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Curr Biol. 2012 Jan 10;22(1):40-5. doi: 10.1016/j.cub.2011.11.029. Epub 2011 Dec 15.

Mosquitoes cool down during blood feeding to avoid overheating.

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Institut de Recherche sur la Biologie de l'Insecte, UMR CNRS 6035, Université François Rabelais, 37200 Tours, France.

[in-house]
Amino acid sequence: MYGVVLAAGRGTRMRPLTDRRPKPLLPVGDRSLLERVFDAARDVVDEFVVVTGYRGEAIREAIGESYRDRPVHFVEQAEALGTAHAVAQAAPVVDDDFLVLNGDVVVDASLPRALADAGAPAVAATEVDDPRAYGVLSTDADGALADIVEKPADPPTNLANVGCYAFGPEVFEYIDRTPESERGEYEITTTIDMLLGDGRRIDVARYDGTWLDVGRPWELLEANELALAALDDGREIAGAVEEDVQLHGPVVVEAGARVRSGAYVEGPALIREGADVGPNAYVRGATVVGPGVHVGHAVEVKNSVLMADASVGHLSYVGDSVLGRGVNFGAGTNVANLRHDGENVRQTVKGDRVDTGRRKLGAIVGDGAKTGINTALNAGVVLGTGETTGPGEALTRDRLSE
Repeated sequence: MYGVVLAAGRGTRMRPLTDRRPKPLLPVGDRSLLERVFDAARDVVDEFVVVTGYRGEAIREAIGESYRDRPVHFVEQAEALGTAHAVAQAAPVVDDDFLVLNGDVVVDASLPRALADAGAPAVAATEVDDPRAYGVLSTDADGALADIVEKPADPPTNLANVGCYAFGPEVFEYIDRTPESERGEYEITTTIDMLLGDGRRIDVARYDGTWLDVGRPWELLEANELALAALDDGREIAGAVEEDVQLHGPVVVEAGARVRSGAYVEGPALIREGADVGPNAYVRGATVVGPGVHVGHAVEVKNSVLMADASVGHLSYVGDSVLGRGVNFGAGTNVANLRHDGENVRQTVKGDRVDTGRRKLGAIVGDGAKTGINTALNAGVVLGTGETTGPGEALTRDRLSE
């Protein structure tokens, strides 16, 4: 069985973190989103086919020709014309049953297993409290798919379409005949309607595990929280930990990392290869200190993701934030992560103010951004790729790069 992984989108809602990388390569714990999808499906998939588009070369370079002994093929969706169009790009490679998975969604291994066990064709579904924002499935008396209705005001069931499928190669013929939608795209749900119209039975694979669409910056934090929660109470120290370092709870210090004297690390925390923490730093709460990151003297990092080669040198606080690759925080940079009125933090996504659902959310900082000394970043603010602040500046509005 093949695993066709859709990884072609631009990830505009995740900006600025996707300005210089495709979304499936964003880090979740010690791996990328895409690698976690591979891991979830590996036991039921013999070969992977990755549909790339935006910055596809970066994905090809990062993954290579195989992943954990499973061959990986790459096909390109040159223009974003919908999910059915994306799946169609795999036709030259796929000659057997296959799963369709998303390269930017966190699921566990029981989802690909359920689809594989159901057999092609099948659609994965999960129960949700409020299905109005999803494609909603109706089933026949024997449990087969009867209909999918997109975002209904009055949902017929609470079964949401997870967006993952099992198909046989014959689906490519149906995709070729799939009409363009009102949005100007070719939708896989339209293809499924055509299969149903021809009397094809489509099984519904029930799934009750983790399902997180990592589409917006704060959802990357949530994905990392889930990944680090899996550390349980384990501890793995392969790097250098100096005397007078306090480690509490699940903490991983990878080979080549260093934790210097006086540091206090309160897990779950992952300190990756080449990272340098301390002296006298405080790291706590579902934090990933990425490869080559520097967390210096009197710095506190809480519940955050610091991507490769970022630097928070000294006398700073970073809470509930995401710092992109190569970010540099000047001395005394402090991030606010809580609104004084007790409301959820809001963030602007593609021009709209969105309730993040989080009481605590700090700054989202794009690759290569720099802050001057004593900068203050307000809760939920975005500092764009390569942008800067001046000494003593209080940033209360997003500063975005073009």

Temperature is one of the most important factors affecting the life of insects [1]. For instance, high temperatures can have deleterious effects on insects' physiology. Therefore, many of them have developed various strategies to avoid the risk of thermal stress [2]. They can seek a fresher environment or adjust their water loss, but hematophagous insects, such as mosquitoes, must confront the issue of thermal stress at each feeding event on a warm-blooded host [3]. To better understand to what extent mosquitoes are exposed to thermal stress while feeding, we conducted a real-time infrared thermographic analysis of mosquitoes' body temperature during feeding on both warm blood and sugar solution. First, our results highlighted differences in temperature between the body parts of the mosquito (i.e., heterothermy) during blood intake, but not during sugar meals. We also found that anopheline mosquitoes can decrease their body temperature during blood feeding thanks to evaporative cooling of fluid droplets, which are excreted and maintained at the end of the abdomen. This mechanism protects the insect itself, probably as well as the sheltered microorganisms, both symbionts and parasites, from thermal stress. These findings constitute the first evidence of thermoregulation among hematophagous insects and explain the paradox of fresh blood excretion during feeding.

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